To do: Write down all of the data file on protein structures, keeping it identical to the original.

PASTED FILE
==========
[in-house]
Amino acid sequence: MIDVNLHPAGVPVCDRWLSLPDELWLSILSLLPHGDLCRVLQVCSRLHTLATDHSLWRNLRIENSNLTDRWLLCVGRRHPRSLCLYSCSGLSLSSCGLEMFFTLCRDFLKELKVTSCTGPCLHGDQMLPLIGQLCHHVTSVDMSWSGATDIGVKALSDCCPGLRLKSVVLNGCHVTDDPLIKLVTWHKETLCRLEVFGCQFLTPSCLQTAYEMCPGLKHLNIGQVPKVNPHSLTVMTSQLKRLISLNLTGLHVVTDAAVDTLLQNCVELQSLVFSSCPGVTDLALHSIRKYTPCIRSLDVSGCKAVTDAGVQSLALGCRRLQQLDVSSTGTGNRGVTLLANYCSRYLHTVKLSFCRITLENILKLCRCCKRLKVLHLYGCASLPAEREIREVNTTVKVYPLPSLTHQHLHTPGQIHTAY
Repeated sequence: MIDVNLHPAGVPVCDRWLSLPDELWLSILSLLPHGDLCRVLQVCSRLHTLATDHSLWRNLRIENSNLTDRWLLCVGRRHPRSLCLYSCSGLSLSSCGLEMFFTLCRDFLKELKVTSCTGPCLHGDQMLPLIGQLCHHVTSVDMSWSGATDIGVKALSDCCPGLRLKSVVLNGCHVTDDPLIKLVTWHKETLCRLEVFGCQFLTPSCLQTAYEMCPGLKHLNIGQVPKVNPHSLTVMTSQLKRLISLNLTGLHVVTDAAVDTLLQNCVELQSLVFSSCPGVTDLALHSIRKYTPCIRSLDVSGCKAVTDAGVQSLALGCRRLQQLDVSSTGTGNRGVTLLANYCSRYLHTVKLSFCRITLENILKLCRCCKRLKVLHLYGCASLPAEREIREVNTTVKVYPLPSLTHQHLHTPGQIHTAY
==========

[in-house]
Amino acid sequence: MIDVNLHPAGVPVCDRWLSLPDELWLSILSLLPHGDLCRVLQVCSRLHTLATDHSLWRNLRIENSNLTDRWLLCVGRRHPRSLCLYSCSGLSLSSCGLEMFFTLCRDFLKELKVTSCTGPCLHGDQMLPLIGQLCHHVTSVDMSWSGATDIGVKALSDCCPGLRLKSVVLNGCHVTDDPLIKLVTWHKETLCRLEVFGCQFLTPSCLQTAYEMCPGLKHLNIGQVPKVNPHSLTVMTSQLKRLISLNLTGLHVVTDAAVDTLLQNCVELQSLVFSSCPGVTDLALHSIRKYTPCIRSLDVSGCKAVTDAGVQSLALGCRRLQQLDVSSTGTGNRGVTLLANYCSRYLHTVKLSFCRITLENILKLCRCCKRLKVLHLYGCASLPAEREIREVNTTVKVYPLPSLTHQHLHTPGQIHTAY
Repeated sequence: MIDVNLHPAGVPVCDRWLSLPDELWLSILSLLPHGDLCRVLQVCSRLHTLATDHSLWRNLRIENSNLTDRWLLCVGRRHPRSLCLYSCSGLSLSSCGLEMFFTLCRDFLKELKVTSCTGPCLHGDQMLPLIGQLCHHVTSVDMSWSGATDIGVKALSDCCPGLRLKSVVLNGCHVTDDPLIKLVTWHKETLCRLEVFGCQFLTPSCLQTAYEMCPGLKHLNIGQVPKVNPHSLTVMTSQLKRLISLNLTGLHVVTDAAVDTLLQNCVELQSLVFSSCPGVTDLALHSIRKYTPCIRSLDVSGCKAVTDAGVQSLALGCRRLQQLDVSSTGTGNRGVTLLANYCSRYLHTVKLSFCRITLENILKLCRCCKRLKVLHLYGCASLPAEREIREVNTTVKVYPLPSLTHQHLHTPGQIHTAY